Science explains the odd irony behind the fact that the cutest birds – the ones gazing out at you with those big eyes – are also the ones in the most imminent danger from chopping down all the rain forests. It’s because they’re the ones that live in the shadiest places and hunt the smallest prey:
When Ian Ausprey outfitted dozens of birds with photosensor-containing backpacks, the University of Florida graduate student was hoping to learn how light affected their behavior. The unusual study, which tracked 15 species in Peru’s cloud forest, has now found that eye size can help predict where birds breed and feed—the bigger the eye, the smaller the prey or the darker the environment. The study also suggests birds with big eyes are especially at risk as humans convert forests into farmland.
To find out how eye size might matter for birds, Ausprey and his adviser, Scott Robinson, an ecologist at the Florida Museum of Natural History, turned to the 240 species they had identified in one of Peru’s many cloud forests. The study area included a range of habitats—dense stands of trees, farms with fencerows, shrubby areas, and open ground. Because light can vary considerably by height—for example, in the tropics, the forest floor can have just 1% of the light at the tops of the trees—they included species living from the ground to the treetops.
Over 4 years, the researchers measured eye width in 192 netted bird species, and estimated the size of the remaining species’ eyes’ from photographs. Larger birds tend to have larger eyes, so they used relative eye size for their subsequent analyses. They divided the birds into two groups based on hunting habits: those that typically grab morsels from their perch (and tend to be near-sighted) and those that usually pounce or dive to grab their meals. The team then documented roughly where these birds spend most of their time.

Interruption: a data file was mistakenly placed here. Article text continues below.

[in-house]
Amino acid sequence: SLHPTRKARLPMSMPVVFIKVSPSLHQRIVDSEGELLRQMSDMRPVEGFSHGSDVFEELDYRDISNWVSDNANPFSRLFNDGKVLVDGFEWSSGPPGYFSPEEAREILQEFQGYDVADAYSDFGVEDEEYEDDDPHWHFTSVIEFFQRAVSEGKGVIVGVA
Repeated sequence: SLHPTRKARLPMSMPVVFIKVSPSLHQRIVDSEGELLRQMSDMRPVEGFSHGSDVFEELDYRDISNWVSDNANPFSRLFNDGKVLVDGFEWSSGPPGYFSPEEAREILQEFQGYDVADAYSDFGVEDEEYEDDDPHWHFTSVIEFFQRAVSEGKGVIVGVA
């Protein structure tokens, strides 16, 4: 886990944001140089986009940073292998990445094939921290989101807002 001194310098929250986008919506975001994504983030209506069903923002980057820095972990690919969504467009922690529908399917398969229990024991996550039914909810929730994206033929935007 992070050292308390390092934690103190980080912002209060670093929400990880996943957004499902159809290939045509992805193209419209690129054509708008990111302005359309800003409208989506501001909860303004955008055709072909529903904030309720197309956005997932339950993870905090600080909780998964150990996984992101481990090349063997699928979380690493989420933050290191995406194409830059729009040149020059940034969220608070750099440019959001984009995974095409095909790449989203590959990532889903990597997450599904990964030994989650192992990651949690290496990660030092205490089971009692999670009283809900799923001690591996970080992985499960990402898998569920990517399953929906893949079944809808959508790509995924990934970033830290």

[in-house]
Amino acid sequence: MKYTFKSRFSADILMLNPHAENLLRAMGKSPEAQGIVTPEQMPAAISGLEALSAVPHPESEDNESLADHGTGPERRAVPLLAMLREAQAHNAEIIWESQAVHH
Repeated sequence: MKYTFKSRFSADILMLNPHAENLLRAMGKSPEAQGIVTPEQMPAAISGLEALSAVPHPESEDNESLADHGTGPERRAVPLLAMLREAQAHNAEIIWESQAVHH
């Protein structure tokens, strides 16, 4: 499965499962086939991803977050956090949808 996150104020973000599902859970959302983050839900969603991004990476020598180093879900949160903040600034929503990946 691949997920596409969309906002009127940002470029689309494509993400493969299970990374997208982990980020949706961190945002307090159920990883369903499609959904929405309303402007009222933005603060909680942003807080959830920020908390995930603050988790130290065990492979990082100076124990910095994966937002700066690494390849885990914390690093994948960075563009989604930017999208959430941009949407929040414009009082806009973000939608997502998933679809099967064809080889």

They also put commercially available light detectors on 71 birds from 15 species, attaching them to tiny backpacks with a medical adhesive that lasted several weeks. Once they fell off, Ausprey used a pack’s radio signal to track it down and retrieve the data. The light measurements tracked the light the birds were experiencing.
After analyzing the data, Ausprey and his colleagues determined that eye size predicted not only where the birds spent their time, but also what they ate, they report this month in Ecology. As one might expect, birds that live deep in forests or needed to chase down insects from afar, like flycatchers, had relatively large eyes. Birds that lived in the brightest environments, such as the blue-capped tanager, have comparatively small eyes.
Moreover, the birds tended to stay where their eyes worked the best, which could explain the rise and fall of some species as humans clear forests for farming and development.